by Peter High, published on Forbes
Chris Perretta has been an IT executive at State Street Bank since 2007, with most of his tenure spent as chief information officer. A few months ago, he advanced beyond that role to become the Global Head of Enterprise Data and Technology at the company. The role was created as an acknowledgement of the sanctity of data, and digital advances that State Street hopes to lead. Perretta has led a significant transformation of the information technology function in order to help realize this vision. First, he standardized and simplified IT. Next, he implemented what he refers to as “industrial agile.” He also re-organized the IT team significantly, and created a greater emphasis on customer experience and innovation. Perretta describes all of the above and more in this interview.
(To listen to an unabridged audio version of this interview, please visit this link. This is the 27th article in the “Beyond CIO” series. To read through past interview with executives from companies like Waste Management, Biogen, Allstate, Aetna, Marsh & McLennan, and BMO Financial Group, please visit this link. To read future articles in the series, please click the “Follow” link above.)
Peter High: I thought we would begin with your responsibilities. Could you talk about the purview of that role?
Chris Perretta: I have a new job titled Global Head of Enterprise Data and Technology. It is an extension of the realization of the importance of the digital world and the creation of digital businesses and enterprises that State Street has recognized. I am excited by that, I think it is the next level of integration of the operational side of things and the technology side of things.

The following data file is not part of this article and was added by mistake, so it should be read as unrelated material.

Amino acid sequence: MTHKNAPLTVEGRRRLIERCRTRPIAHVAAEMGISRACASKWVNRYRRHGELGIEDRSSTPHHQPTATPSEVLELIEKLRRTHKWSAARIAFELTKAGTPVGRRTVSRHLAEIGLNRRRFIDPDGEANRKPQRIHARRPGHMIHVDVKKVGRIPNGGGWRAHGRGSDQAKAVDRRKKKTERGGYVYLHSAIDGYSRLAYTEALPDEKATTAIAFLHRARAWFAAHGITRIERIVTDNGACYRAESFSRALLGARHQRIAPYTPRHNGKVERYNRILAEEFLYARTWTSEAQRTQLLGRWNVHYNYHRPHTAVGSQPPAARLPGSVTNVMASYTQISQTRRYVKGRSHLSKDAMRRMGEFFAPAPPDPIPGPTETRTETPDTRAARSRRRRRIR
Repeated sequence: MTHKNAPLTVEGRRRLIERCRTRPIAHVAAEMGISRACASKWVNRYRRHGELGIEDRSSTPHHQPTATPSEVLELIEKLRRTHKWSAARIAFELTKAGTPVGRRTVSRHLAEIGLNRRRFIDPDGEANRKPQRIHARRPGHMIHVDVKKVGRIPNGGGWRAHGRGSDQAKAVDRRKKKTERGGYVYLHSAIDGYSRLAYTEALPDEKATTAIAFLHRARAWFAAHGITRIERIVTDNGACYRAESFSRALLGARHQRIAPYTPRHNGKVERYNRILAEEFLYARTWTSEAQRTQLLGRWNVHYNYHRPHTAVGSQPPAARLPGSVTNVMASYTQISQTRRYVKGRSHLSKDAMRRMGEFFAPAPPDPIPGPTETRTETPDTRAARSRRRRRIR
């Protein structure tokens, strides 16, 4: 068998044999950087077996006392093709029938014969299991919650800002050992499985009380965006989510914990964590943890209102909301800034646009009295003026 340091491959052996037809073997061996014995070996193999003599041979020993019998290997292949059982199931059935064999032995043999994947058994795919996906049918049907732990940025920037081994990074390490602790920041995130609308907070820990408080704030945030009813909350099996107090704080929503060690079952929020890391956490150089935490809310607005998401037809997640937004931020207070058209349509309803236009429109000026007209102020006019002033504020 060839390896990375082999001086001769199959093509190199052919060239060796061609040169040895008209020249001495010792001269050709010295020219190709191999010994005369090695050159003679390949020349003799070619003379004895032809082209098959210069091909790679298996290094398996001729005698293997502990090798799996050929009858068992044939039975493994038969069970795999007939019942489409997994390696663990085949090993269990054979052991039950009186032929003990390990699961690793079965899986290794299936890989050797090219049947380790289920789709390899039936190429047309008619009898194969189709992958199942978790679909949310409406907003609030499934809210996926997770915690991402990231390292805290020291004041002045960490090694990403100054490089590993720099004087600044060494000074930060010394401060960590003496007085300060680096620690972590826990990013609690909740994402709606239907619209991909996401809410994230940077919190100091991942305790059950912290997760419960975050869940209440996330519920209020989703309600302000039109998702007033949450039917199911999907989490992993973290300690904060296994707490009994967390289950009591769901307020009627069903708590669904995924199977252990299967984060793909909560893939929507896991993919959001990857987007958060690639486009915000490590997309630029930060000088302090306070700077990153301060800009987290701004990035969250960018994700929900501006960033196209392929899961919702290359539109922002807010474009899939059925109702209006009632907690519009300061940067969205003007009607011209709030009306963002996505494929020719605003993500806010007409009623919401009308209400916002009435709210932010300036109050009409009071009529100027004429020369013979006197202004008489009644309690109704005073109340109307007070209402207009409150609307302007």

High: I would love to hear more about that – the sanctity of data – and the fact that it is actually called out in the title. I am sure that is meaningful. Can you talk a bit about your growing set of responsibilities?
Perretta: From the data side, it is an important part of what we do. When you look across industries as well, even manufacturing, and you look at what those companies are doing from a data perspective, is it driving revenue. The data component of what we do is so important in providing insights, analytics, and risk management to our enterprise and our customers. There is a need, frankly, to have an enterprise view of yourself as an enterprise, in a more sophisticated way than in the past. Our clients view of what they do with us, and augmenting their data with other data that they could care to look at, and providing that service is a need. The concept of so many more of our products, services, and obligations are data-intensive. There is a recognition that the business has to address the data question, not only in terms of pure technology, but also as a management and governance responsibility. It has to be integrated across what has traditionally been different functional and operational areas. I see my task as putting structure around that task, and to be able to provide visibility, analytics, and insights that has not been the purview, in its entirety, of traditional IT organizations. We are excited about that.
On the technology side, there is so much technology that could be emerging or disruptive that could change the landscape of what financial services do, despite their virtual nature. The designation of technology is a confirmation of the importance to the financial services business, as well as the traditional IT world that I grew up in.